Ohio-based artist Ann Hamilton is completing her Arte Público intervention at the Cabo Rojo Light House. I have had the chance to exchange a few ideas with her on the project. What follows are some theoretical sketches written under her spell.
1. Collections and inventories: monumentality of place — The Cabo Rojo Lighthouse belongs to a collection: the collection of prestigious places considered “historical”, chosen as sites for the Arte Público project, but that have become useless with time. Arguably, the Lighthouse of Cabo Rojo is what Jean Baudrillard describes as an “ancient object”, whose sole purpose is “to signify”; it is completely devoid of functionality in a strict sense. Ancient objects are “obsolete” and stand as bearers of the meaning of “time”, a cultural concept. What does “time as cultural concept” stand for? Basically, I say, it stands for the Roman idea of “Terminus”: the ancient object marks the beginning and the end of Time, tracing its limits and abutments. Origin and Death. It seems that the Arte Público Project has chosen places that are significant in this sense, thought they are out of the way; these places are “symbolic”, but are no longer intelligible; maybe what they mean no longer matters because society has just moved on. In fact, the call for proposals circulated by Arte Público clearly states the project´s purpose of restoring meaning to objects and places that seem deserving because of their singularity or monumentality, but whose cultural meaning has been lost (one is reminded of the arcane mystery that surrounds the statues of Easter Island, whose meaning has been completely lost apparently forever because no memory is left of how to “read” them…). Of course, the Arte Público project, in its insistence on permanence and the sturdiness of the works and interventions, is focused on Origin, rather than on Death, but, as origins go, the project is inviting artists not necessarily to archaeologically retrieve whatever meaning has been lost, but to reinvent new meaning, a meaning that would allow past and present to meet half way. It might be said that, in the Arte Público project, the ancient object has become a sort of tabula rasa. Any old meaning no longer decodable just serves to foreground the prestige carried by the seniority of old things over new. What matters here is the authority of the old --a blind, usually groundless, authority. (The famous or infamous dispute between ancients and moderns…)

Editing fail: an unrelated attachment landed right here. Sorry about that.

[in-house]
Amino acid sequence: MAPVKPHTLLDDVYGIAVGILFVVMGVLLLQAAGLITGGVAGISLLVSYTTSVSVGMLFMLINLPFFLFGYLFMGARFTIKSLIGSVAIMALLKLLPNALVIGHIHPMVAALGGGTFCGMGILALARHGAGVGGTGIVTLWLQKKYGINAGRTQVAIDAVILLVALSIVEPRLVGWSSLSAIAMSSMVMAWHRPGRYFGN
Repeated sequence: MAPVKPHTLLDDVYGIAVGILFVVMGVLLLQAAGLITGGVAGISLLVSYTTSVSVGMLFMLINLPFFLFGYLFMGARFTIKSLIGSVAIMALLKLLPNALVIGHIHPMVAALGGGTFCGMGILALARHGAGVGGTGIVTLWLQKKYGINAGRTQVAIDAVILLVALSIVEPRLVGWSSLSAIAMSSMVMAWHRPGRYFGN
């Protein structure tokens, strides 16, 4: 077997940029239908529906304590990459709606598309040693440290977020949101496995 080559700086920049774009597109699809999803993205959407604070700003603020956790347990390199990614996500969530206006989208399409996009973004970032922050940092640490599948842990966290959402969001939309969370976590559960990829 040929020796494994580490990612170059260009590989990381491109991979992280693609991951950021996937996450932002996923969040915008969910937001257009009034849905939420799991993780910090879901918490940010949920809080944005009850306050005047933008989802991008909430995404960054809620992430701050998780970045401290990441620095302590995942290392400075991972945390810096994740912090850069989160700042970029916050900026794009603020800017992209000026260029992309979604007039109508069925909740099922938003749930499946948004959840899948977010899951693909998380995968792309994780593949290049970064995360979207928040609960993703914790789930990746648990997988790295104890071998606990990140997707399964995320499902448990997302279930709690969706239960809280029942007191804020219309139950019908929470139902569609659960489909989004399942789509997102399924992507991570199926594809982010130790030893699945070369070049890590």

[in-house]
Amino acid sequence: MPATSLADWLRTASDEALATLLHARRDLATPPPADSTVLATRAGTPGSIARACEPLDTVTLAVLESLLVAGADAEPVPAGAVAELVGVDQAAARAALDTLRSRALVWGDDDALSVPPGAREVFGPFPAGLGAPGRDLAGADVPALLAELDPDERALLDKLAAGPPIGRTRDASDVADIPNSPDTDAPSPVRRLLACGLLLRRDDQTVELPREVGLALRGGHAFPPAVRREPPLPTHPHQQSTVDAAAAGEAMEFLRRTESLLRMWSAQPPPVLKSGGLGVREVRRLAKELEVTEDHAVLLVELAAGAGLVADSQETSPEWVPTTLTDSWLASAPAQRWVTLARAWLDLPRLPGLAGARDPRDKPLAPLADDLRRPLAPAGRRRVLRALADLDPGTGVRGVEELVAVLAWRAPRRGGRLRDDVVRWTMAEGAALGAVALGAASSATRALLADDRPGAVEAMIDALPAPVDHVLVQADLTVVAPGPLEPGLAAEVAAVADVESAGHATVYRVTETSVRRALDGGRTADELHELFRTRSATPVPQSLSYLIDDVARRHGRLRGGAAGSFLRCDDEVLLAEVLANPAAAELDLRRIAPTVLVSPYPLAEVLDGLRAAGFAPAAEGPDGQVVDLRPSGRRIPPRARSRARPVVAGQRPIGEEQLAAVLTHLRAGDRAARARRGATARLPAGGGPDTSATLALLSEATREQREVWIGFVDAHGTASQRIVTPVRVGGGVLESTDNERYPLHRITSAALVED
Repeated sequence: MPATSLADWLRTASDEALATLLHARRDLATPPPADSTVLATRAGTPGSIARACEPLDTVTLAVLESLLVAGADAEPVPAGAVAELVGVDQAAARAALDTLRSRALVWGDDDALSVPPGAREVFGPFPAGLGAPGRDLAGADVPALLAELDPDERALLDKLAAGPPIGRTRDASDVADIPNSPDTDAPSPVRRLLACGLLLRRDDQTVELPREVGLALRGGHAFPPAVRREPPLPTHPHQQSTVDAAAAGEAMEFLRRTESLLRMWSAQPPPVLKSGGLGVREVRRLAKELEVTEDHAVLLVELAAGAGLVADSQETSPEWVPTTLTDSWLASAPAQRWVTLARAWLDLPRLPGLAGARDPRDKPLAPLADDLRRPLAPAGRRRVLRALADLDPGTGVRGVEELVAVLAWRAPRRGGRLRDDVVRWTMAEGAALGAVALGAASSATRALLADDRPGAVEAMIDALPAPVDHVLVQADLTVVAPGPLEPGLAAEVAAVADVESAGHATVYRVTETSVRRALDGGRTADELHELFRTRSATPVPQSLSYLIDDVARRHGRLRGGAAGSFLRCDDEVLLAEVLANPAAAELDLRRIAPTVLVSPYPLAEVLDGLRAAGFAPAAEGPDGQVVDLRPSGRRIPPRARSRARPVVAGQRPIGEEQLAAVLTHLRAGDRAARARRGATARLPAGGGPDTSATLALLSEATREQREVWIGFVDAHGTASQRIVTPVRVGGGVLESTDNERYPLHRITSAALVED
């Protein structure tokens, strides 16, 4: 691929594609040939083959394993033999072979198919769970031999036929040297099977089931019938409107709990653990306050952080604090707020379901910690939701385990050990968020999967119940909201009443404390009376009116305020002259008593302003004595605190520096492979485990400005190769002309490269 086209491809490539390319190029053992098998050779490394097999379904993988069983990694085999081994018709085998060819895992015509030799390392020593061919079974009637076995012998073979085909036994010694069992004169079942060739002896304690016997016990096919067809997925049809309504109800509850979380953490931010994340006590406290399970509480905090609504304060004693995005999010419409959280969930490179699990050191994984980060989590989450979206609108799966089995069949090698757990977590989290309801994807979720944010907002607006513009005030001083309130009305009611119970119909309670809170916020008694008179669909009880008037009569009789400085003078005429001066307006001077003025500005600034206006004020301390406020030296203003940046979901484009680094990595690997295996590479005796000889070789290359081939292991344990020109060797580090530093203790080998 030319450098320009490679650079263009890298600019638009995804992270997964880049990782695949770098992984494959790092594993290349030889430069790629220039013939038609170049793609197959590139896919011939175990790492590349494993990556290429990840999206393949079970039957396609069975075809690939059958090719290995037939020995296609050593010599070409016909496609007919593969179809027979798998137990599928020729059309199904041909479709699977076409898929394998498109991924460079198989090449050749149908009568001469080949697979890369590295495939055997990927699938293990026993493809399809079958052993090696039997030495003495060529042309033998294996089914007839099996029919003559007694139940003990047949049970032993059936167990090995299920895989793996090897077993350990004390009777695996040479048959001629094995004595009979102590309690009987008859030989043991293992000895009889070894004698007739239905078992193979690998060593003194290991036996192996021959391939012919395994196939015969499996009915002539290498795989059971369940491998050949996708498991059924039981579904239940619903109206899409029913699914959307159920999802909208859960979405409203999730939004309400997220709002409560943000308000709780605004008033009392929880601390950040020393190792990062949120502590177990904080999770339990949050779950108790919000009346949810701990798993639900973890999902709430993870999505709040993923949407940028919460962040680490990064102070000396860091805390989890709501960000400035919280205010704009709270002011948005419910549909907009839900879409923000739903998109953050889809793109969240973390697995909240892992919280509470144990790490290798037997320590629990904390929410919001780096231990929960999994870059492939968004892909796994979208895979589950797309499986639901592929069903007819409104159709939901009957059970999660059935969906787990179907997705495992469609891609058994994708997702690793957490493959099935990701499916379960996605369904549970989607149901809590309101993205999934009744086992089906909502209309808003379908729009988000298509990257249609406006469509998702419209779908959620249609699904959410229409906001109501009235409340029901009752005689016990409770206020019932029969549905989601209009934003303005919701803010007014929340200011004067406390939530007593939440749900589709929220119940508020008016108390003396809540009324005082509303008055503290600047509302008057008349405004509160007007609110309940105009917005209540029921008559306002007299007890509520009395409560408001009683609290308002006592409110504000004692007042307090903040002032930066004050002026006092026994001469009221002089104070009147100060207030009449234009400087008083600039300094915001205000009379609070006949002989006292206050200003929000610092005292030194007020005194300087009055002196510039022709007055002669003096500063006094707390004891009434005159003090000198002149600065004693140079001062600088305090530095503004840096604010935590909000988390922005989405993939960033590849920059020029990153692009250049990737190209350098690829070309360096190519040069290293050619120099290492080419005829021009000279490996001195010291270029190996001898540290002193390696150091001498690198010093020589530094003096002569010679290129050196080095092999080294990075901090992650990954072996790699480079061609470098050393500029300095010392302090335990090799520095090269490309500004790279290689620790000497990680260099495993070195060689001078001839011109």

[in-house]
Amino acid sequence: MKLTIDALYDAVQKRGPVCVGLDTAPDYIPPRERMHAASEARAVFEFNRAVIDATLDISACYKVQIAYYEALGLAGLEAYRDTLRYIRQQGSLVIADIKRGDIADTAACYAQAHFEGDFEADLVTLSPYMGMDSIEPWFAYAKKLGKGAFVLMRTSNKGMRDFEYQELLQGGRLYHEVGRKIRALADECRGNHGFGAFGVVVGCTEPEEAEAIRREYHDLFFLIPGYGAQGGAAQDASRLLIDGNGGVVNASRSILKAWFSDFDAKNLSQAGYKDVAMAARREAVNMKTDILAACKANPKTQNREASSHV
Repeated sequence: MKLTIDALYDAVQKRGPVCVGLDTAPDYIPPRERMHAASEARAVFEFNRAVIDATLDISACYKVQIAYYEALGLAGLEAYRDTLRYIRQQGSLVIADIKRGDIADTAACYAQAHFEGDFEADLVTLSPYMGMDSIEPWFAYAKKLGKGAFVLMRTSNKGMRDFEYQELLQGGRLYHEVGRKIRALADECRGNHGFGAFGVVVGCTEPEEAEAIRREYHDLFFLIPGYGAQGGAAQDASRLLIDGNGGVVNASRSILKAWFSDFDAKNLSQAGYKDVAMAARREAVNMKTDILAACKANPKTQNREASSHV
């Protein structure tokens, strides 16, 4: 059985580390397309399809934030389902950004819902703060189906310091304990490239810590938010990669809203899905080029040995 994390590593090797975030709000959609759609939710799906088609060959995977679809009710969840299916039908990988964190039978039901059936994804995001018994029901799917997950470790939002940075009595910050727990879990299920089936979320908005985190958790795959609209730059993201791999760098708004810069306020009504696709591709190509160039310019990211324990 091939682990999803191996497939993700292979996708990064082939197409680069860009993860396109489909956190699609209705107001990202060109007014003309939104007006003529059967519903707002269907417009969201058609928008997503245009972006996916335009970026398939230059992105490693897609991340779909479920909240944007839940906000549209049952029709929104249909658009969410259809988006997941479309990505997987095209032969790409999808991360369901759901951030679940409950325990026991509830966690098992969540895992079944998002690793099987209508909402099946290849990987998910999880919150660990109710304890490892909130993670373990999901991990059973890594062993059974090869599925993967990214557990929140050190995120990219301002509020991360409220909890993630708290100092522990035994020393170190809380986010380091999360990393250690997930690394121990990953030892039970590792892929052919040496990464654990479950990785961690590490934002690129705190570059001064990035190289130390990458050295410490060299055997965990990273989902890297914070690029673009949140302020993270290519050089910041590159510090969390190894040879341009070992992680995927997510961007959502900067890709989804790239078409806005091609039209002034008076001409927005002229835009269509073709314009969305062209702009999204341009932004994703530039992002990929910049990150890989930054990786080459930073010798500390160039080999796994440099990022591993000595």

The Lighthouse belongs to a collection of tabulae rasae, clean slates waiting to have their surfaces completely spattered with meaning. The obsolete character of the Lighthouse —what makes it “historical” and useful only as a marker for “memory” (it reminds us of memory as an activity, though a memory without precise contents) that actually stands for “past”, the “past” being always “monumental”, “awesome”, “revered”— is what makes the tabula rasa work as a site for invention.
Thus, as a site for an Arte Público project, the Cabo Rojo Lighthouse is redundant. The work of art placed in or on the Lighthouse will have the primary purpose of “signifying” an object (the very Lighthouse) whose basic purpose is to “signify”. And this is just not an act of signifying, but an act of celebrating, of glorifying the past supposedly represented by the Lighthouse. Let us not forget that, ostensibly, the Arte Público project is political in its will to invent a glorious political past. This leads us smack onto irony: the new work of art —precisely because it is new, and precisely because it freely “interprets” the Lighthouse— threats to “deface” the monument’s prestige: the very existence of the work of art that signifies the monument seems to affirm that the monument needs an overhaul of meaning, a “meaningful makeover”. If the ancient object stands for time —the Time of Origin, the time of the origin of history, of nationality, of a prestigious past, all of them metaphors of “origin”— the new work reminds us that passing time depletes memory, and memory must be inflated back into existence.
As an obsolete object whose meaning has been fixed by tradition —even if the tradition has been forgotten and only the ancient object remains as its depleted marker—, the “monument” is “eccentric”, unlike the places we experience in our everyday lives. It seems too complete, too full, its prickly corners too sanded down by the passage of time. Thus —and again I quote Baudrillard— this ancient-object-as-monument seems weird, false, foreign to our experience: when we stand before it, we feel swept away to a world that is not our own, a remote place. According to Baudrillard, this feeling of “inauthenticity” (of “otherwordliness”, I would say), stems from the fact that the “monument” is being interpreted within a framework that is not guided by authenticity, but by “a calculated relationship and the abstraction of the sign.” I would add that the fact that we intuit a difference between trashy old objects and ancient (“classic”, “prestigious”, “collectible”) objects dramatizes our will to choose some over the others, and marks the (slight) difference between scientific archaeology and cultural cliché.